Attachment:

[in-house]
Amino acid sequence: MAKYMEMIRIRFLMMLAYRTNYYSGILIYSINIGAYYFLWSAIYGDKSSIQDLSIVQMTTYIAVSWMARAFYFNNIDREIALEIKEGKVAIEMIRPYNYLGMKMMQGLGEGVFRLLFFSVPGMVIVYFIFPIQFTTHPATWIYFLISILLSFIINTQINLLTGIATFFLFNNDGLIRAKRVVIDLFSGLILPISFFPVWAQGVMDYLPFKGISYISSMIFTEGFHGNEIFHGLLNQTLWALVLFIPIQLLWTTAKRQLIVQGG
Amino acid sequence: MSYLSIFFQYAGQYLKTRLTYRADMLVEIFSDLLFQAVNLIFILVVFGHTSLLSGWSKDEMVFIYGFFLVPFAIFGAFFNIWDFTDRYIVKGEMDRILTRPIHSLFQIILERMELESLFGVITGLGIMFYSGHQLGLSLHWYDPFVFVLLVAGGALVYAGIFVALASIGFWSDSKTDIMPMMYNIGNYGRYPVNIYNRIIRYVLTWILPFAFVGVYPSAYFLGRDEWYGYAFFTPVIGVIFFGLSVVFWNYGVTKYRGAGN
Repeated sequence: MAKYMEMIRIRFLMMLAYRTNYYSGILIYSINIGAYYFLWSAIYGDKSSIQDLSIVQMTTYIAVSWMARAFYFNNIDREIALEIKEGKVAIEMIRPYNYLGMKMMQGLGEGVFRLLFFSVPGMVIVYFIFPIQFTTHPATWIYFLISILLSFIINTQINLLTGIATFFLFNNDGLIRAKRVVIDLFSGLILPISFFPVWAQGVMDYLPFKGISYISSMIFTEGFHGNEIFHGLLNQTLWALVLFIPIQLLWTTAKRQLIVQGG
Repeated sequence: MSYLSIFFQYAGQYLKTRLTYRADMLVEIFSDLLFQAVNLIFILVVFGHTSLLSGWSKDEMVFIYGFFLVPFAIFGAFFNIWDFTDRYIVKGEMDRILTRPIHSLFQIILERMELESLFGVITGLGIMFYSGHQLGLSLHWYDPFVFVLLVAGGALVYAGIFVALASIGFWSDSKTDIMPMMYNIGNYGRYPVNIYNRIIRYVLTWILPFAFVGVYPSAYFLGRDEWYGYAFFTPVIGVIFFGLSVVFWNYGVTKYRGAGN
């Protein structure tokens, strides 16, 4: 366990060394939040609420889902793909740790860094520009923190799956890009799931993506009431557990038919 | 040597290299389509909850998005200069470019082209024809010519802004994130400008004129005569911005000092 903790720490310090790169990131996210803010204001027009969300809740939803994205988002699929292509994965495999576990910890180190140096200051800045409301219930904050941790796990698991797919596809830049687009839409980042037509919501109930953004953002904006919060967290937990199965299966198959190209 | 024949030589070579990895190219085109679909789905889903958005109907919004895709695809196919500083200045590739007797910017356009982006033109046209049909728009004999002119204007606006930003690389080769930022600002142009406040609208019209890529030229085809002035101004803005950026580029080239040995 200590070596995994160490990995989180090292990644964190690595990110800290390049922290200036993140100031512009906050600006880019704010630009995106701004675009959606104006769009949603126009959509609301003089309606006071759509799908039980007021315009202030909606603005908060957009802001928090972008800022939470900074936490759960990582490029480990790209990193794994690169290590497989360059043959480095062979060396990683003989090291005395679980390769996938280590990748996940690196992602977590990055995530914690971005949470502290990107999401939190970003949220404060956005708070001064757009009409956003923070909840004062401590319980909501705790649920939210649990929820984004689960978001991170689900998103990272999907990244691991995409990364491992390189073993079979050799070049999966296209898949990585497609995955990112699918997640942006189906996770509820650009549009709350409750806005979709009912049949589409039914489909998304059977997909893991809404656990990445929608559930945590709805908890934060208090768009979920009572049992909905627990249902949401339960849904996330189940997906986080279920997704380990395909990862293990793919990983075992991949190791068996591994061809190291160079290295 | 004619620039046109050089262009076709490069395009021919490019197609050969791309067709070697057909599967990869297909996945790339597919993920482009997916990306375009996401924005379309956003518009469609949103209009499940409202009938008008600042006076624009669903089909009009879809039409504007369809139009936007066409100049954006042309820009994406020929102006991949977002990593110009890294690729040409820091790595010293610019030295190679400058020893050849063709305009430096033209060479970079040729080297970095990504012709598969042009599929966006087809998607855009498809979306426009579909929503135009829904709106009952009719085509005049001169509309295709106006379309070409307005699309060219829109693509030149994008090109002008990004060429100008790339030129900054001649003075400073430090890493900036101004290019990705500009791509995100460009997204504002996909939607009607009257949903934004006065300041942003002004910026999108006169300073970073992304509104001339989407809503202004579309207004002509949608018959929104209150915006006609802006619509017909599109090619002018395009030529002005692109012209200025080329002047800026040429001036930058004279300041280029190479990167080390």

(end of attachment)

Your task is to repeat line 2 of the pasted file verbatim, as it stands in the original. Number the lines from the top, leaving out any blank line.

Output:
Amino acid sequence: MAKYMEMIRIRFLMMLAYRTNYYSGILIYSINIGAYYFLWSAIYGDKSSIQDLSIVQMTTYIAVSWMARAFYFNNIDREIALEIKEGKVAIEMIRPYNYLGMKMMQGLGEGVFRLLFFSVPGMVIVYFIFPIQFTTHPATWIYFLISILLSFIINTQINLLTGIATFFLFNNDGLIRAKRVVIDLFSGLILPISFFPVWAQGVMDYLPFKGISYISSMIFTEGFHGNEIFHGLLNQTLWALVLFIPIQLLWTTAKRQLIVQGG